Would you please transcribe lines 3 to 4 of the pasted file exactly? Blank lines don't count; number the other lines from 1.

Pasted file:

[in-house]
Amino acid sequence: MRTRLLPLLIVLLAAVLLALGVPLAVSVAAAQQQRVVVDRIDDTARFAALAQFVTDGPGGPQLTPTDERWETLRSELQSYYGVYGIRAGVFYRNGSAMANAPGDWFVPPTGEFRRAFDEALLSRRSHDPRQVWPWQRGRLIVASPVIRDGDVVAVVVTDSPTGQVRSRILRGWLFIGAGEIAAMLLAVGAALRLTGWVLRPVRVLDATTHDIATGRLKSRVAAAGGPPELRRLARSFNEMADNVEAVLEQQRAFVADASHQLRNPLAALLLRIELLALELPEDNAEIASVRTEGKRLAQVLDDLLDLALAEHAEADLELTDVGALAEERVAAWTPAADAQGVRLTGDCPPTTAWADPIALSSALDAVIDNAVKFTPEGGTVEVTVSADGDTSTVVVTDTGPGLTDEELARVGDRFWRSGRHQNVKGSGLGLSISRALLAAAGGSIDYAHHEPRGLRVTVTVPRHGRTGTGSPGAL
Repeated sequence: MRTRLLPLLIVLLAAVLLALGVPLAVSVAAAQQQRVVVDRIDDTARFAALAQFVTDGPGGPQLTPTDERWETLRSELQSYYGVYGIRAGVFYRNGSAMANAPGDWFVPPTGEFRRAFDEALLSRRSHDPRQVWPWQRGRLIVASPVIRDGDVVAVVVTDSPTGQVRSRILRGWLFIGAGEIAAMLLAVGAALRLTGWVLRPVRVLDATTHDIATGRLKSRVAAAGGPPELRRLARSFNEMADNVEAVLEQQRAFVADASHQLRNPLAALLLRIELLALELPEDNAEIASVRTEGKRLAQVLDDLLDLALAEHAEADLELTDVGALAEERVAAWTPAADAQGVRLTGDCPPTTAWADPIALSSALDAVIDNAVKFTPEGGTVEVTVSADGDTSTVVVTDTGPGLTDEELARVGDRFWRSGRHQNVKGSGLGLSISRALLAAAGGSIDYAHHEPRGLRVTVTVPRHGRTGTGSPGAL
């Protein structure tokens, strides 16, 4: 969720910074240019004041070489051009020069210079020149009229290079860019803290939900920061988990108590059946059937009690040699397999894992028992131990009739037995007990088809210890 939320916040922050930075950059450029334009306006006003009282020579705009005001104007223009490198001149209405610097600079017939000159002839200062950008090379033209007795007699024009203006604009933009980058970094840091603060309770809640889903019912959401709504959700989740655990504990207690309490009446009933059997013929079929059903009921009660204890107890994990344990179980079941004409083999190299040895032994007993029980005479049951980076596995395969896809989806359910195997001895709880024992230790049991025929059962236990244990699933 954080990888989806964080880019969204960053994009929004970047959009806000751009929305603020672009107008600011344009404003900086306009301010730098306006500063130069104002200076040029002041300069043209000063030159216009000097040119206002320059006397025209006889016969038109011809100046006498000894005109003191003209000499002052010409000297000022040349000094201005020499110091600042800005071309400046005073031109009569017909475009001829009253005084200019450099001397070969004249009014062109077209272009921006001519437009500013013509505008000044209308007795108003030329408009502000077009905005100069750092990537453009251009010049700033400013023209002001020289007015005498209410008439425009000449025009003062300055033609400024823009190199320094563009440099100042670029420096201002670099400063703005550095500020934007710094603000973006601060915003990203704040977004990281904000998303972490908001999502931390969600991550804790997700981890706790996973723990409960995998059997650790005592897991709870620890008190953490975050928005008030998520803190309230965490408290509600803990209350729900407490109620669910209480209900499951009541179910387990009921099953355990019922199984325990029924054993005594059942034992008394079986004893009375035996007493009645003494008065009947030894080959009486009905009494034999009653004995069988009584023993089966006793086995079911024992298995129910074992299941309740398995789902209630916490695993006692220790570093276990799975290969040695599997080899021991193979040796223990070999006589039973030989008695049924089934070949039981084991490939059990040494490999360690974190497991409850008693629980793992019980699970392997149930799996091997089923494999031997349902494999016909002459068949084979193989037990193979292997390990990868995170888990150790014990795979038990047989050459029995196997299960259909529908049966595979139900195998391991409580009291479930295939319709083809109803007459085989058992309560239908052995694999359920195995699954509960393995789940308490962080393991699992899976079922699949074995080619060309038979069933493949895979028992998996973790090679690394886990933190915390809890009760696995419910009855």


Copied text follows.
Repeated sequence: MRTRLLPLLIVLLAAVLLALGVPLAVSVAAAQQQRVVVDRIDDTARFAALAQFVTDGPGGPQLTPTDERWETLRSELQSYYGVYGIRAGVFYRNGSAMANAPGDWFVPPTGEFRRAFDEALLSRRSHDPRQVWPWQRGRLIVASPVIRDGDVVAVVVTDSPTGQVRSRILRGWLFIGAGEIAAMLLAVGAALRLTGWVLRPVRVLDATTHDIATGRLKSRVAAAGGPPELRRLARSFNEMADNVEAVLEQQRAFVADASHQLRNPLAALLLRIELLALELPEDNAEIASVRTEGKRLAQVLDDLLDLALAEHAEADLELTDVGALAEERVAAWTPAADAQGVRLTGDCPPTTAWADPIALSSALDAVIDNAVKFTPEGGTVEVTVSADGDTSTVVVTDTGPGLTDEELARVGDRFWRSGRHQNVKGSGLGLSISRALLAAAGGSIDYAHHEPRGLRVTVTVPRHGRTGTGSPGAL
């Protein structure tokens, strides 16, 4: 969720910074240019004041070489051009020069210079020149009229290079860019803290939900920061988990108590059946059937009690040699397999894992028992131990009739037995007990088809210890 939320916040922050930075950059450029334009306006006003009282020579705009005001104007223009490198001149209405610097600079017939000159002839200062950008090379033209007795007699024009203006604009933009980058970094840091603060309770809640889903019912959401709504959700989740655990504990207690309490009446009933059997013929079929059903009921009660204890107890994990344990179980079941004409083999190299040895032994007993029980005479049951980076596995395969896809989806359910195997001895709880024992230790049991025929059962236990244990699933 954080990888989806964080880019969204960053994009929004970047959009806000751009929305603020672009107008600011344009404003900086306009301010730098306006500063130069104002200076040029002041300069043209000063030159216009000097040119206002320059006397025209006889016969038109011809100046006498000894005109003191003209000499002052010409000297000022040349000094201005020499110091600042800005071309400046005073031109009569017909475009001829009253005084200019450099001397070969004249009014062109077209272009921006001519437009500013013509505008000044209308007795108003030329408009502000077009905005100069750092990537453009251009010049700033400013023209002001020289007015005498209410008439425009000449025009003062300055033609400024823009190199320094563009440099100042670029420096201002670099400063703005550095500020934007710094603000973006601060915003990203704040977004990281904000998303972490908001999502931390969600991550804790997700981890706790996973723990409960995998059997650790005592897991709870620890008190953490975050928005008030998520803190309230965490408290509600803990209350729900407490109620669910209480209900499951009541179910387990009921099953355990019922199984325990029924054993005594059942034992008394079986004893009375035996007493009645003494008065009947030894080959009486009905009494034999009653004995069988009584023993089966006793086995079911024992298995129910074992299941309740398995789902209630916490695993006692220790570093276990799975290969040695599997080899021991193979040796223990070999006589039973030989008695049924089934070949039981084991490939059990040494490999360690974190497991409850008693629980793992019980699970392997149930799996091997089923494999031997349902494999016909002459068949084979193989037990193979292997390990990868995170888990150790014990795979038990047989050459029995196997299960259909529908049966595979139900195998391991409580009291479930295939319709083809109803007459085989058992309560239908052995694999359920195995699954509960393995789940308490962080393991699992899976079922699949074995080619060309038979069933493949895979028992998996973790090679690394886990933190915390809890009760696995419910009855």